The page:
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Given this sentence,

Disease occurs only when the virus introduces its nucleic acid into a cell.

Is the following inversion grammatical?

→ Only when the virus introduces its nucleic acid into a cell does disease occur.

Especially the "does disease occur" part.

I think that "occurs disease " is right. Can you explain a rule about this kind of sentence?

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"Only when someone dies has murder occurred" - credible. "Only when someone dies occurred murder" - not credible (except in Yoda speak). – FumbleFingers Jul 28 '12 at 4:10

Your sentence is right.

A simple way of looking at the rule of inversion is thinking about question and sentence patterns in English.

The question pattern is:

Verb (V) + Subject (S) 

Some learners actually misunderstand the meaning of "v." In the same way that these questions are wrong and unacceptable:

Went he to school?

Like you strawberries?

Your alternative is also wrong:

Occurs disease?

I pointed out these things because the pattern for inversion is the same pattern for questions. And this pattern is:

Auxiliary Verb + Subject + Main Verb 


Only when... does disease occur. = OK

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Small question... isn't "have you a towel?" acceptable? What is the difference between this and "like you strawberries?" Is is applicable only for the verb 'have'? – asymptotically Jul 28 '12 at 7:18
Have is a special case with "a foot in both camps" as I said with a very similar question – Andrew Leach Jul 28 '12 at 10:02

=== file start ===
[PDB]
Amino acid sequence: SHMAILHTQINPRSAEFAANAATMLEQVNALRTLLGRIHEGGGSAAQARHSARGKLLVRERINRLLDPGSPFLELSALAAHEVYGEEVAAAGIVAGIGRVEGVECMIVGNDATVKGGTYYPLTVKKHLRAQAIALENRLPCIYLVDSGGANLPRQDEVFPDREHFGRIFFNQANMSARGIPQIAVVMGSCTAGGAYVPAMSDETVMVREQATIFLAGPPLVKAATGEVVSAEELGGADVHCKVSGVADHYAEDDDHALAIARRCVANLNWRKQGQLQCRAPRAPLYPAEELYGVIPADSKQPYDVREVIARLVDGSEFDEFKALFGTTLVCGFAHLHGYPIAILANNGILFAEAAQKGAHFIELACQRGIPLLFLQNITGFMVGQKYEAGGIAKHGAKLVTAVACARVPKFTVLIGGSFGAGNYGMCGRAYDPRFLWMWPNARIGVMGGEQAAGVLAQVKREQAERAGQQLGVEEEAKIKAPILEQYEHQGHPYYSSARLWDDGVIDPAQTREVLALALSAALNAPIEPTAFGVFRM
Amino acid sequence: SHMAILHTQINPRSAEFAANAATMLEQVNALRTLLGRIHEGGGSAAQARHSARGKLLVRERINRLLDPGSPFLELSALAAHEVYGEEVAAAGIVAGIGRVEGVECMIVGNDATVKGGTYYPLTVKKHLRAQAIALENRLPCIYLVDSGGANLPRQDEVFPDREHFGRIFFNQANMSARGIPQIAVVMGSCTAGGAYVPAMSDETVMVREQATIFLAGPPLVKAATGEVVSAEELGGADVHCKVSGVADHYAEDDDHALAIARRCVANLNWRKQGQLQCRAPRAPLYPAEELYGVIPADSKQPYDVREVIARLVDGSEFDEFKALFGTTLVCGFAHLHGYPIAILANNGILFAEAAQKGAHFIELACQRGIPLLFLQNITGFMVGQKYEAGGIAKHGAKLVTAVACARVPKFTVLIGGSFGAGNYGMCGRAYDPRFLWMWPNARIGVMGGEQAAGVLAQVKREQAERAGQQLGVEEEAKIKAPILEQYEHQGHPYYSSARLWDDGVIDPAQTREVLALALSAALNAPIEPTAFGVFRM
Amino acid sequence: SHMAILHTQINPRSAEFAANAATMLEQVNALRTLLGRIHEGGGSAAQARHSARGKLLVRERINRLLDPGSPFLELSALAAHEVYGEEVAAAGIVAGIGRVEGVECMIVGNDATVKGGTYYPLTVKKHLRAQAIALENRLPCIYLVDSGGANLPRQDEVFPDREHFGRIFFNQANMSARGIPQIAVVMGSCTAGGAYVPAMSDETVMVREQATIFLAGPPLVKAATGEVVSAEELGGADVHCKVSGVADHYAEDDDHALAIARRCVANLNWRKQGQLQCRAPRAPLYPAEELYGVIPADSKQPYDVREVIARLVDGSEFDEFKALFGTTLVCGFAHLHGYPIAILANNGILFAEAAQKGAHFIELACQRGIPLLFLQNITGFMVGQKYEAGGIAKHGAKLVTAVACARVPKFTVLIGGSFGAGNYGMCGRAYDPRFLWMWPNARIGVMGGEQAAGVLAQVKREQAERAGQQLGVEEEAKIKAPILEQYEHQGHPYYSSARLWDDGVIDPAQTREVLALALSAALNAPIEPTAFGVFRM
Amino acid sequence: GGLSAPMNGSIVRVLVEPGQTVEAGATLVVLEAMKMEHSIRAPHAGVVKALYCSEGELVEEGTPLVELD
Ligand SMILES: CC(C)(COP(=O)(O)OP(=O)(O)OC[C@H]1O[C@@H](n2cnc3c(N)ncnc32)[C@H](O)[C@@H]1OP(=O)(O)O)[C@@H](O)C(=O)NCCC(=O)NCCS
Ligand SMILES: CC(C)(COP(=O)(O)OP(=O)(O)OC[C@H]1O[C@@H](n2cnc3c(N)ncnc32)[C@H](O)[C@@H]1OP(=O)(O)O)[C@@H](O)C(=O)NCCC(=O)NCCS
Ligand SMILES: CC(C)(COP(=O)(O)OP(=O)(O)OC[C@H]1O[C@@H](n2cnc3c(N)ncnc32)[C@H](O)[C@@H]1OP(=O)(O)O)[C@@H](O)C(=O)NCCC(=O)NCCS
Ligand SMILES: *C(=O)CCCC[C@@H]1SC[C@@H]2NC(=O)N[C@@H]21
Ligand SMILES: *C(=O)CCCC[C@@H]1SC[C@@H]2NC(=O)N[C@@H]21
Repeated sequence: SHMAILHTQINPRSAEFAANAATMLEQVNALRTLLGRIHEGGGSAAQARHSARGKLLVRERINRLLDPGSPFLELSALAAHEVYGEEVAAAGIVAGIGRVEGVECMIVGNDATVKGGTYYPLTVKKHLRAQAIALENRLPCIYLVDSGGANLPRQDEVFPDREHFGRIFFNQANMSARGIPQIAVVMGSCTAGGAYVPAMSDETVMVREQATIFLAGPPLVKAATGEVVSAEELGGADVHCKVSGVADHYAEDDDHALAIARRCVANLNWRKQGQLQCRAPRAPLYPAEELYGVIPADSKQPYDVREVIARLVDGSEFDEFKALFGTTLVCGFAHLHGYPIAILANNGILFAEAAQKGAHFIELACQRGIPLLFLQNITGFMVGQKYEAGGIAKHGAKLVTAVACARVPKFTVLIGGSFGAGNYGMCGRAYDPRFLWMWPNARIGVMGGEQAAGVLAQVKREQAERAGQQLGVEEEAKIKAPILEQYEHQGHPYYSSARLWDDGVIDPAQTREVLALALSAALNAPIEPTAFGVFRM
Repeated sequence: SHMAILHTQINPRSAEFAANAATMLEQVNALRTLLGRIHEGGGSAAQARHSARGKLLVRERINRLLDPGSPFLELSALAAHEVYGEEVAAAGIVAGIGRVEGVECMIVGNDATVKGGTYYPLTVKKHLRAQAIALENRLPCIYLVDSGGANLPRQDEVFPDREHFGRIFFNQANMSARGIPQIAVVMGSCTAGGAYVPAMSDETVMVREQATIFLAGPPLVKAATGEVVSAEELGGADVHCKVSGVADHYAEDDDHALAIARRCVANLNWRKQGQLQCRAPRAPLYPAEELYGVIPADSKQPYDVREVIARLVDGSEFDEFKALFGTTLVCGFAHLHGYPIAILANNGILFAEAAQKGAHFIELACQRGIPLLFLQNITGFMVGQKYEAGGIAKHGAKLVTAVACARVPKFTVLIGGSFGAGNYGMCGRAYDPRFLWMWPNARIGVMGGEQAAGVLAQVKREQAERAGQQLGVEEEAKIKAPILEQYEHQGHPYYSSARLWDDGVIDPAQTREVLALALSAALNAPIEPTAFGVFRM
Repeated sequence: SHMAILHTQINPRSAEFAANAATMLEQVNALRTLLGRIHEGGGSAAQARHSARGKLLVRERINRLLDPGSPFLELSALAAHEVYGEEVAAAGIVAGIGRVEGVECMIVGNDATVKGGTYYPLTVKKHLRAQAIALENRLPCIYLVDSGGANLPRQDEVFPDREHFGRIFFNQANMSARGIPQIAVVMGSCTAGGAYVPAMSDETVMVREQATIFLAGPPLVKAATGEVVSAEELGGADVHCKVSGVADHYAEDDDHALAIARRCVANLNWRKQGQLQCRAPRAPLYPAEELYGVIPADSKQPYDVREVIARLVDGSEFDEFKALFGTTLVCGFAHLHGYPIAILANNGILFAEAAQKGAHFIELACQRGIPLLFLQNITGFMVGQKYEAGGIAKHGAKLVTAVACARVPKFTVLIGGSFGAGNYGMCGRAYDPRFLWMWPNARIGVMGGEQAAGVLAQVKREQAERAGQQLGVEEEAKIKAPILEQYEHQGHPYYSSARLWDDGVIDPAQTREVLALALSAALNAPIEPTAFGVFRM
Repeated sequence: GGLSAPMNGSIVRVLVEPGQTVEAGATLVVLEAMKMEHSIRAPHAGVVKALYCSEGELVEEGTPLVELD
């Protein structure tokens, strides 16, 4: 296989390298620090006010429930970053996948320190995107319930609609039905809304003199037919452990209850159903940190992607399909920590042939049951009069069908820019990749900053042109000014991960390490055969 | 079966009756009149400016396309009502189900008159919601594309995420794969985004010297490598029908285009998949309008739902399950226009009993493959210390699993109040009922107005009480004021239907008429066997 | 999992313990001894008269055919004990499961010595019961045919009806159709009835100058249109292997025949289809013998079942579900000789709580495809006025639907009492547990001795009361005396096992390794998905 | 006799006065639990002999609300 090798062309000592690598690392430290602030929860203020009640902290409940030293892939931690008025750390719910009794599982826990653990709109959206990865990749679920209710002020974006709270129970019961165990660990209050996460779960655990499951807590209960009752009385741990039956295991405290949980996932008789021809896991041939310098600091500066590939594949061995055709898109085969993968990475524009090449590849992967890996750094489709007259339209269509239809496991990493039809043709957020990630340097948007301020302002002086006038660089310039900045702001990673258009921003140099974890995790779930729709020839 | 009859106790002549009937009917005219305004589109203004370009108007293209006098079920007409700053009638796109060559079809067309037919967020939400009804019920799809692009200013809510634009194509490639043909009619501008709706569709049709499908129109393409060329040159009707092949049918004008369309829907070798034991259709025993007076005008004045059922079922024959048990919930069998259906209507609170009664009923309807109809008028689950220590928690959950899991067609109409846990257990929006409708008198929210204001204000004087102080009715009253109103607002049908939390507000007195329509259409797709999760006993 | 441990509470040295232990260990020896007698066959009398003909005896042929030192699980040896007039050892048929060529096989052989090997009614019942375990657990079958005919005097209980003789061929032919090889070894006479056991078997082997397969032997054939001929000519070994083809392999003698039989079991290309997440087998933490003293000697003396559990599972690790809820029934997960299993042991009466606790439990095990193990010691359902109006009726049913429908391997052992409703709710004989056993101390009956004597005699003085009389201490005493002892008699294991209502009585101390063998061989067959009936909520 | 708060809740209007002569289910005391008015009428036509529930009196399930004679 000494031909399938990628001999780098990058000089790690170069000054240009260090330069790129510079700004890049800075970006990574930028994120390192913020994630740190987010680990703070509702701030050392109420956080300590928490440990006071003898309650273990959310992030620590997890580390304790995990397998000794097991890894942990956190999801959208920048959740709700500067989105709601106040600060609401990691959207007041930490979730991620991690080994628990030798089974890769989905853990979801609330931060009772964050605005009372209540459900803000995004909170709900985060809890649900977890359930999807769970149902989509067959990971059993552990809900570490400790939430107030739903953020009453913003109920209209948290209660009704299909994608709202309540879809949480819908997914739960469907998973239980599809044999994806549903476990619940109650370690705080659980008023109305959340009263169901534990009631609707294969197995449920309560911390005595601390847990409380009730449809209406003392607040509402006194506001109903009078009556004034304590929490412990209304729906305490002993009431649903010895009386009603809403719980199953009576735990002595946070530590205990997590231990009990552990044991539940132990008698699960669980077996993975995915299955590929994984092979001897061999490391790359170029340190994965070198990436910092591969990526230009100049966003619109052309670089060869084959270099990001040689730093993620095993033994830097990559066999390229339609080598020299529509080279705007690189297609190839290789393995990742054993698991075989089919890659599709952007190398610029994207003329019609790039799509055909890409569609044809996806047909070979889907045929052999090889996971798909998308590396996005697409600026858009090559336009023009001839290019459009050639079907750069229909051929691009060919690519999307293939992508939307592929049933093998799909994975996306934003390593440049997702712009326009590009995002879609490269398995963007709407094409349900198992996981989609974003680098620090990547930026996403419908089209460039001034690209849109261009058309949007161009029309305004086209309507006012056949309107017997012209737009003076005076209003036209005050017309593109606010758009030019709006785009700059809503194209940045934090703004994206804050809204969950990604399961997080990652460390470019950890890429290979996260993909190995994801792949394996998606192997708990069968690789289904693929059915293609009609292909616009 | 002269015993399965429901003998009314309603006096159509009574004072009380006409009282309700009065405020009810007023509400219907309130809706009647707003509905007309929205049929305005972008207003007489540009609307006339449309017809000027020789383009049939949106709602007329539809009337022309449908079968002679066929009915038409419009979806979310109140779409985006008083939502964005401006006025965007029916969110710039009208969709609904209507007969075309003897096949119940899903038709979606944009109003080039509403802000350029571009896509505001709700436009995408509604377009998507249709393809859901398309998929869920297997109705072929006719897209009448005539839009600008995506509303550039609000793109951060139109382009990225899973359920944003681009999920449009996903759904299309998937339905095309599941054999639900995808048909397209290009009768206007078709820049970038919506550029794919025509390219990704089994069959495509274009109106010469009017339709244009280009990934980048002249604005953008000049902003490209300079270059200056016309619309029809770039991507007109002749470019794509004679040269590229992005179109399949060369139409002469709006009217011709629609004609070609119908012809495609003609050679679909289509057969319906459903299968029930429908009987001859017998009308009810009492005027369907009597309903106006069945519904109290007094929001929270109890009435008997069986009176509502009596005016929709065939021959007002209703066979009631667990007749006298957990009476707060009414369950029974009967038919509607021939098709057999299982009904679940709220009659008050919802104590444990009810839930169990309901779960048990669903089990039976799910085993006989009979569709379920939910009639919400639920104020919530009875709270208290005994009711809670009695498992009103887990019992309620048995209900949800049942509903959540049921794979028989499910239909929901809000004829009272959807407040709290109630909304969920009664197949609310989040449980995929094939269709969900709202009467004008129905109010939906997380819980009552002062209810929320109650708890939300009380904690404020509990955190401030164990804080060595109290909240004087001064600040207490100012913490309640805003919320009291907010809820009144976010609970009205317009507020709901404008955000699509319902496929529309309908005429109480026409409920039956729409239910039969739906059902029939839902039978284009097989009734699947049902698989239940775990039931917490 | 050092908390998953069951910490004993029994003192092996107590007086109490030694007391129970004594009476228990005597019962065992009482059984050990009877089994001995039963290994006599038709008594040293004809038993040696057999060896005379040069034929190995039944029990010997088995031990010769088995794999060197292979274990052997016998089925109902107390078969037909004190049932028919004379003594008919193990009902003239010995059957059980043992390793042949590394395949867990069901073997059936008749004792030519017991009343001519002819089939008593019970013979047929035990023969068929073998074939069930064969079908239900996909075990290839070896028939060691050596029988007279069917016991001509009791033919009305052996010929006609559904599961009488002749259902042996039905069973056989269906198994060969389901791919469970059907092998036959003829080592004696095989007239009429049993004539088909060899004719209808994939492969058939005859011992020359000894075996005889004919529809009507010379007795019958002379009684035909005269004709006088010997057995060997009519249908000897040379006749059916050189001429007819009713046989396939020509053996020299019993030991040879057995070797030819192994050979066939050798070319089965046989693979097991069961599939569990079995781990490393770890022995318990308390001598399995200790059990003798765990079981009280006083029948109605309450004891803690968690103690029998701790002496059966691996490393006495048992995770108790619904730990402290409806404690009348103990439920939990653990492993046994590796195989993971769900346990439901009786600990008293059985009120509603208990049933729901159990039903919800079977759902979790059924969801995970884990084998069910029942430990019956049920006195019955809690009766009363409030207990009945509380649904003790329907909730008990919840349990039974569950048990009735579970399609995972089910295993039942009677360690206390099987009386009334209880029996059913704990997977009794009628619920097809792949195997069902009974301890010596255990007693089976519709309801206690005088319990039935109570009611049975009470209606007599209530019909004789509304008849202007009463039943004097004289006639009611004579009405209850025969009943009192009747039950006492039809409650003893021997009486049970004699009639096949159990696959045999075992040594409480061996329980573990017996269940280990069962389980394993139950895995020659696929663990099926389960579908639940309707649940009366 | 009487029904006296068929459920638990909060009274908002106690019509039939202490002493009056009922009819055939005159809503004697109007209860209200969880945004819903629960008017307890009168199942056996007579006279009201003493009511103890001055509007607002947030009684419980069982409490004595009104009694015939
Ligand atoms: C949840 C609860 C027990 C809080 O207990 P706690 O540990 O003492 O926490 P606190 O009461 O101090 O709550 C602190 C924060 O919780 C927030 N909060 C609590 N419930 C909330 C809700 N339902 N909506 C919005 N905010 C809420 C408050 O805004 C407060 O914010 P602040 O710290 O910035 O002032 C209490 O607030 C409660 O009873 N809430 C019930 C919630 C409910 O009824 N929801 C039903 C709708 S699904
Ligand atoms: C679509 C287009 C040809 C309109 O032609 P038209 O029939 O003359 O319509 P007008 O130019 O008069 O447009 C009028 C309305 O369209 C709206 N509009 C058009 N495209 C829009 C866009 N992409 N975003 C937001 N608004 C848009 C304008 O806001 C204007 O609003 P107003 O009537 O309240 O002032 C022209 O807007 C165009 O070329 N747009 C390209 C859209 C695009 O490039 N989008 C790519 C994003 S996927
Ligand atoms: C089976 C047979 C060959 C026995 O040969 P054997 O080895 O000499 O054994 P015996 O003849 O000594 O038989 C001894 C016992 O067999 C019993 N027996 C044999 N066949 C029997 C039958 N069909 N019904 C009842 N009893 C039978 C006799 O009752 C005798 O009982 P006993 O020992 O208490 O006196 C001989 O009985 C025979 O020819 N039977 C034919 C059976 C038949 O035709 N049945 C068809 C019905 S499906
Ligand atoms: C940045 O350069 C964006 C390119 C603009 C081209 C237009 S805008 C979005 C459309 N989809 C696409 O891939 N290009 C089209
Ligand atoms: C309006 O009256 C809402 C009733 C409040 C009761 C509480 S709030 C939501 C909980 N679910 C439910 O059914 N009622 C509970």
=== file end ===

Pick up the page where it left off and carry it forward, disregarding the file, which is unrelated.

@asymptotically I’d say “Have you a towel?” is at best marginally acceptable. It’s grammatical, but nobody ever says that. They say either “Do you have a towel?” or perhaps more commonly, “Have you got a towel?”, sometimes shortened to simply “Got a towel?”. – tchrist Jul 28 '12 at 11:59
"Have you a towel?" is grammatical, but at least one grammar textbook says it's "less usual." The same with "I haven't a towel." – Cool Elf Jul 28 '12 at 12:03
Ah. OK, thanks for clearing that up. – asymptotically Jul 28 '12 at 12:06

There are lots of different cases where inversion is permissible. There's a really good list at http://esl.about.com/od/advancedgrammar/a/inversion.htm. There are sentences with the structure that you've exhibited, using "only", on this list. There's more detail available about this particular case at http://www.bbc.co.uk/worldservice/learningenglish/grammar/learnit/learnitv34.shtml.

The key point with inversion is that there are are only a limited number of verbs that can come before the subject when you use inversion - just modal verbs and auxiliary verbs. So, you can invert "does" (that is, put it before "disease", as per your example). But you can't invert "occurs".

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protected by tchrist Apr 12 at 11:42

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